Oct 142003
 
Authors: Jesse McLain

If contemplating kegs, hard liquor or glass bottles, tailgaters

may be forced to reconsider.

“We enforce things for safety and I don’t apologize for that,”

said Capt. Bob Chaffee of CSU Police Department. “No glass, no

kegs, no beer that’s not 3.2, these have been the rules since as

long as I can remember.”

CSUPD is on a mission to educate and enforce existing tailgating

laws, but the actual importance of tailgating to the football games

has become increasingly controversial.

Tailgaters must have their parties broken down 30 minutes prior

to game time so they can be seated in the stadium prior to kick

off.

“The tailgating is not the event,” Chaffee said.

Tailgaters who are issued a permit may have up to 50 individuals

while those who do not attain a permit can only have up to 25.

Parties are getting a bit out of control in the eyes of CSUPD.

“What’s slowly happened is that because we only have 40 to 50

officers to manage the entire game we haven’t really been paying as

much attention,” Chaffee said. “And it slowly has crept back into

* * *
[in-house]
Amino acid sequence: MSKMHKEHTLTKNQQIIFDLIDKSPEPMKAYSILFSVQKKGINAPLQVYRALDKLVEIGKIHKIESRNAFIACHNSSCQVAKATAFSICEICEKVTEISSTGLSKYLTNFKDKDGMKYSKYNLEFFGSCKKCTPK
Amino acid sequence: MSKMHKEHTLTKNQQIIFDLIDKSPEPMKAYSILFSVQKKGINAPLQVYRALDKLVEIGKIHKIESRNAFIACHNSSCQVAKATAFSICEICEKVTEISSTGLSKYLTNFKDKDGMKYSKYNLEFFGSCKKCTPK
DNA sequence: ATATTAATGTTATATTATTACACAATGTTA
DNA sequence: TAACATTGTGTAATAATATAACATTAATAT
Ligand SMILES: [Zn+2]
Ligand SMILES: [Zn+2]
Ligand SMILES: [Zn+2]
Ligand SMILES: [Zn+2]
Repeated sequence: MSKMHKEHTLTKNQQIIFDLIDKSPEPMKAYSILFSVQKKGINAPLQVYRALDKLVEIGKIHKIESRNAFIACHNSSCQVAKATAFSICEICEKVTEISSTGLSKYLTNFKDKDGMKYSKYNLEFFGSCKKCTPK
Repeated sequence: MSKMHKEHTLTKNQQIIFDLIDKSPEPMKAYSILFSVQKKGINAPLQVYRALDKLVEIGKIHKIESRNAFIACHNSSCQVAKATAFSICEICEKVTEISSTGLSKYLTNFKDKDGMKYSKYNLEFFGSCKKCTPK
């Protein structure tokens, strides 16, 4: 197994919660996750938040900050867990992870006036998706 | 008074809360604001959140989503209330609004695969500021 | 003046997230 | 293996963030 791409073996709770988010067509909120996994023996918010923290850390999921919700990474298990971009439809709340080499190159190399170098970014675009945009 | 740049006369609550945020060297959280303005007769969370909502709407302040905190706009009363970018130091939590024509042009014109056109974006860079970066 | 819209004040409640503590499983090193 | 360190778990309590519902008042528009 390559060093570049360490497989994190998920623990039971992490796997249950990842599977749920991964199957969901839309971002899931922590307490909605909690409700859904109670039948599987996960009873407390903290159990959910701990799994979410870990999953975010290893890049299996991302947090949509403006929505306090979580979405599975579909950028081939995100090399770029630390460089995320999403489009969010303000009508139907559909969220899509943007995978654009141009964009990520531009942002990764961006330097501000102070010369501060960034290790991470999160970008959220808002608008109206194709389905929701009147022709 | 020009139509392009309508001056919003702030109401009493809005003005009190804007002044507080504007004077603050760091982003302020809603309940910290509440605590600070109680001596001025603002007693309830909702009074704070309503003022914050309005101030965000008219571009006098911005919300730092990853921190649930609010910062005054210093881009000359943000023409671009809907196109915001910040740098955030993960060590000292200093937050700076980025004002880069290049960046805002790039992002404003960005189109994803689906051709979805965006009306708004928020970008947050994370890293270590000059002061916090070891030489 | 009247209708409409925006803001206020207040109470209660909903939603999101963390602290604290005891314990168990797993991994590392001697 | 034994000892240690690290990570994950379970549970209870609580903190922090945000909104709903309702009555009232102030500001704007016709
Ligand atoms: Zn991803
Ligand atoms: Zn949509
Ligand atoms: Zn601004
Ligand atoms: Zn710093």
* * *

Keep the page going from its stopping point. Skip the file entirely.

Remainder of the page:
the beer bottles and slowly has crept into the kegs and the hard

liquor. It is time for the pendulum to swing the other way.”

Serving those already intoxicated or underage, using charcoal

grills or having bonfires are also activities off-limits to CSU

tailgaters, and CSUPD has no problem punishing violators.

“We don’t go out desiring to spank anybody,” Chaffee said. “If

you go out there knowing better I don’t have any apologies for

spanking you if you deserve it, its just a part of life.”

No matter how hard CSUPD tries some students may refuse to

listen.

“I think even if the cops explain the rules to me I won’t comply

with them because there’s thousands of us getting wasted,” said CSU

sophomore Cody Bride. “They should just leave us alone.”

Gary Ozello, assistant athletic director for CSU, encourages

responsible tailgating but also recognizes that it is an important

asset to the football experience.

“When you come to a CSU game, the game is only a small portion

of the event,” Ozello said. “I think it’s one of the things you

look at when you consider the pageantry of the event.”

Most seem to hope that tailgating regulations won’t eventually

lead to the termination of tailgates altogether.

“I think that most are responsible and very few make it

difficult,” Ozello said. “The unfortunate thing is that an

irresponsible few can ruin it for everybody – we hope it won’t ever

get to that point.”

 

 

 

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